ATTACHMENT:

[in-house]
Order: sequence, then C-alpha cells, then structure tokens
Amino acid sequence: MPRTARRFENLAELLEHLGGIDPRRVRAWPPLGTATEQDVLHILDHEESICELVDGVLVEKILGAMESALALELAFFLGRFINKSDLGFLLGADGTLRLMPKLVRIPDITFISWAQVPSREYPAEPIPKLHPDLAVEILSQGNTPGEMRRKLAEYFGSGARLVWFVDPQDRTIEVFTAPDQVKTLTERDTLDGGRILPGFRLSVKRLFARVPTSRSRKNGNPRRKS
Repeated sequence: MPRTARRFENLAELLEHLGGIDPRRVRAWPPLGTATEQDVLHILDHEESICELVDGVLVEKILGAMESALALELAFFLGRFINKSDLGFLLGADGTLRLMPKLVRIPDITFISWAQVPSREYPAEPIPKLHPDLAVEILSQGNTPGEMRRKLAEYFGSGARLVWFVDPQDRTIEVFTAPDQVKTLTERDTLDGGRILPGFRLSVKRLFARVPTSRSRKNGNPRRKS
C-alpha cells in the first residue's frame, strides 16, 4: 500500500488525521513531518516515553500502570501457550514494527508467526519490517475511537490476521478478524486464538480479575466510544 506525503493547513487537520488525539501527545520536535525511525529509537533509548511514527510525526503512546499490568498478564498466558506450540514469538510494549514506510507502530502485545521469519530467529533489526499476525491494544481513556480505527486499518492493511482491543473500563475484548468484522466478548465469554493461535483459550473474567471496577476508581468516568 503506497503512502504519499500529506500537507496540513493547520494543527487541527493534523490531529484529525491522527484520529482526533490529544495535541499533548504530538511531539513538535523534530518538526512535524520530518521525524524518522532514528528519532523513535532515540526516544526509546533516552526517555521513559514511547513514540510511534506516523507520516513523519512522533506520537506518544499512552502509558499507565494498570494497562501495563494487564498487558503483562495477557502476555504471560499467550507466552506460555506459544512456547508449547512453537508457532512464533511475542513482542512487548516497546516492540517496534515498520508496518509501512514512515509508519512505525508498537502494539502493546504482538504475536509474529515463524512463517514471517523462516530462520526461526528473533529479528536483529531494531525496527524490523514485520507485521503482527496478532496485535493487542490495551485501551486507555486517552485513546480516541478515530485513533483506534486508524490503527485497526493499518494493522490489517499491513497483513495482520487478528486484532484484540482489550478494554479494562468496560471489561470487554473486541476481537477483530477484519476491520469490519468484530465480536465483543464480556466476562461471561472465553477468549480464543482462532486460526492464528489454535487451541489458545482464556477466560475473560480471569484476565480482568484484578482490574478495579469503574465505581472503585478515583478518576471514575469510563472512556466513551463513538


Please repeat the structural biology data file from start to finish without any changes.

[in-house]
Order: sequence, then C-alpha cells, then structure tokens
Amino acid sequence: MPRTARRFENLAELLEHLGGIDPRRVRAWPPLGTATEQDVLHILDHEESICELVDGVLVEKILGAMESALALELAFFLGRFINKSDLGFLLGADGTLRLMPKLVRIPDITFISWAQVPSREYPAEPIPKLHPDLAVEILSQGNTPGEMRRKLAEYFGSGARLVWFVDPQDRTIEVFTAPDQVKTLTERDTLDGGRILPGFRLSVKRLFARVPTSRSRKNGNPRRKS
Repeated sequence: MPRTARRFENLAELLEHLGGIDPRRVRAWPPLGTATEQDVLHILDHEESICELVDGVLVEKILGAMESALALELAFFLGRFINKSDLGFLLGADGTLRLMPKLVRIPDITFISWAQVPSREYPAEPIPKLHPDLAVEILSQGNTPGEMRRKLAEYFGSGARLVWFVDPQDRTIEVFTAPDQVKTLTERDTLDGGRILPGFRLSVKRLFARVPTSRSRKNGNPRRKS
C-alpha cells in the first residue's frame, strides 16, 4: 500500500488525521513531518516515553500502570501457550514494527508467526519490517475511537490476521478478524486464538480479575466510544 506525503493547513487537520488525539501527545520536535525511525529509537533509548511514527510525526503512546499490568498478564498466558506450540514469538510494549514506510507502530502485545521469519530467529533489526499476525491494544481513556480505527486499518492493511482491543473500563475484548468484522466478548465469554493461535483459550473474567471496577476508581468516568 503506497503512502504519499500529506500537507496540513493547520494543527487541527493534523490531529484529525491522527484520529482526533490529544495535541499533548504530538511531539513538535523534530518538526512535524520530518521525524524518522532514528528519532523513535532515540526516544526509546533516552526517555521513559514511547513514540510511534506516523507520516513523519512522533506520537506518544499512552502509558499507565494498570494497562501495563494487564498487558503483562495477557502476555504471560499467550507466552506460555506459544512456547508449547512453537508457532512464533511475542513482542512487548516497546516492540517496534515498520508496518509501512514512515509508519512505525508498537502494539502493546504482538504475536509474529515463524512463517514471517523462516530462520526461526528473533529479528536483529531494531525496527524490523514485520507485521503482527496478532496485535493487542490495551485501551486507555486517552485513546480516541478515530485513533483506534486508524490503527485497526493499518494493522490489517499491513497483513495482520487478528486484532484484540482489550478494554479494562468496560471489561470487554473486541476481537477483530477484519476491520469490519468484530465480536465483543464480556466476562461471561472465553477468549480464543482462532486460526492464528489454535487451541489458545482464556477466560475473560480471569484476565480482568484484578482490574478495579469503574465505581472503585478515583478518576471514575469510563472512556466513551463513538